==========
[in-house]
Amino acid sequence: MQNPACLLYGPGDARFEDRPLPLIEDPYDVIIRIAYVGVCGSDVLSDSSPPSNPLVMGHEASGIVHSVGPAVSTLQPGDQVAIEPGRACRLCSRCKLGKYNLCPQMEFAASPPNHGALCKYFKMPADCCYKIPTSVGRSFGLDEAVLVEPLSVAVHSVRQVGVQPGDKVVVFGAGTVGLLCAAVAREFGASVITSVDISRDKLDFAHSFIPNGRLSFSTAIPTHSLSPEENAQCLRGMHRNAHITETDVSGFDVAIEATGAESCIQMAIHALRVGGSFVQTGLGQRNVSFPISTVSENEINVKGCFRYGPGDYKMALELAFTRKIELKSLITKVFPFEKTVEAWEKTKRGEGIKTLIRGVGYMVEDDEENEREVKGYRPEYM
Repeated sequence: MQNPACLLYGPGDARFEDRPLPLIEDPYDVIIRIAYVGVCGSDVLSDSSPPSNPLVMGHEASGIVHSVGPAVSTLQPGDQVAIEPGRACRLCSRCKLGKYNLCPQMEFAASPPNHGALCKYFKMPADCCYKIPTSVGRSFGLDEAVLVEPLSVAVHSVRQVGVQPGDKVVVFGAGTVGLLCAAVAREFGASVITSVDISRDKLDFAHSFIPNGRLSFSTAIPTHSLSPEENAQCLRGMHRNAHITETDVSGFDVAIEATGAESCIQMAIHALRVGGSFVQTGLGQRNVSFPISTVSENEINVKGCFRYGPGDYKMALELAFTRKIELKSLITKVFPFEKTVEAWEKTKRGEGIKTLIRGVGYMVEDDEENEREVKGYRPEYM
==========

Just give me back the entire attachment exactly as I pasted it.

[in-house]
Amino acid sequence: MQNPACLLYGPGDARFEDRPLPLIEDPYDVIIRIAYVGVCGSDVLSDSSPPSNPLVMGHEASGIVHSVGPAVSTLQPGDQVAIEPGRACRLCSRCKLGKYNLCPQMEFAASPPNHGALCKYFKMPADCCYKIPTSVGRSFGLDEAVLVEPLSVAVHSVRQVGVQPGDKVVVFGAGTVGLLCAAVAREFGASVITSVDISRDKLDFAHSFIPNGRLSFSTAIPTHSLSPEENAQCLRGMHRNAHITETDVSGFDVAIEATGAESCIQMAIHALRVGGSFVQTGLGQRNVSFPISTVSENEINVKGCFRYGPGDYKMALELAFTRKIELKSLITKVFPFEKTVEAWEKTKRGEGIKTLIRGVGYMVEDDEENEREVKGYRPEYM
Repeated sequence: MQNPACLLYGPGDARFEDRPLPLIEDPYDVIIRIAYVGVCGSDVLSDSSPPSNPLVMGHEASGIVHSVGPAVSTLQPGDQVAIEPGRACRLCSRCKLGKYNLCPQMEFAASPPNHGALCKYFKMPADCCYKIPTSVGRSFGLDEAVLVEPLSVAVHSVRQVGVQPGDKVVVFGAGTVGLLCAAVAREFGASVITSVDISRDKLDFAHSFIPNGRLSFSTAIPTHSLSPEENAQCLRGMHRNAHITETDVSGFDVAIEATGAESCIQMAIHALRVGGSFVQTGLGQRNVSFPISTVSENEINVKGCFRYGPGDYKMALELAFTRKIELKSLITKVFPFEKTVEAWEKTKRGEGIKTLIRGVGYMVEDDEENEREVKGYRPEYM